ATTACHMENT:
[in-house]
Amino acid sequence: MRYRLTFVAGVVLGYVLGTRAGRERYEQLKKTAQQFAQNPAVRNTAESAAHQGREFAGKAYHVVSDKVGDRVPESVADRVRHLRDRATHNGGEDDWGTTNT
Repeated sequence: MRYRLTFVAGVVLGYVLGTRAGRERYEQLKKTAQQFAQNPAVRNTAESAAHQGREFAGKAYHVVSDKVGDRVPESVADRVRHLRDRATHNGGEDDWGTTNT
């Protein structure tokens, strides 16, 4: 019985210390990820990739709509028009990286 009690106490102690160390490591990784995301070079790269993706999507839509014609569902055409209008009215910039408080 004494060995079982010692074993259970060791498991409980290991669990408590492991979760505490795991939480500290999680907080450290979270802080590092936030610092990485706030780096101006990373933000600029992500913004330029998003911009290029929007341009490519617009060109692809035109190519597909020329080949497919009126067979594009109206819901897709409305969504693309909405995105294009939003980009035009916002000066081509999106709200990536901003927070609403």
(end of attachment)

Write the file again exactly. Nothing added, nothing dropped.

[in-house]
Amino acid sequence: MRYRLTFVAGVVLGYVLGTRAGRERYEQLKKTAQQFAQNPAVRNTAESAAHQGREFAGKAYHVVSDKVGDRVPESVADRVRHLRDRATHNGGEDDWGTTNT
Repeated sequence: MRYRLTFVAGVVLGYVLGTRAGRERYEQLKKTAQQFAQNPAVRNTAESAAHQGREFAGKAYHVVSDKVGDRVPESVADRVRHLRDRATHNGGEDDWGTTNT
């Protein structure tokens, strides 16, 4: 019985210390990820990739709509028009990286 009690106490102690160390490591990784995301070079790269993706999507839509014609569902055409209008009215910039408080 004494060995079982010692074993259970060791498991409980290991669990408590492991979760505490795991939480500290999680907080450290979270802080590092936030610092990485706030780096101006990373933000600029992500913004330029998003911009290029929007341009490519617009060109692809035109190519597909020329080949497919009126067979594009109206819901897709409305969504693309909405995105294009939003980009035009916002000066081509999106709200990536901003927070609403």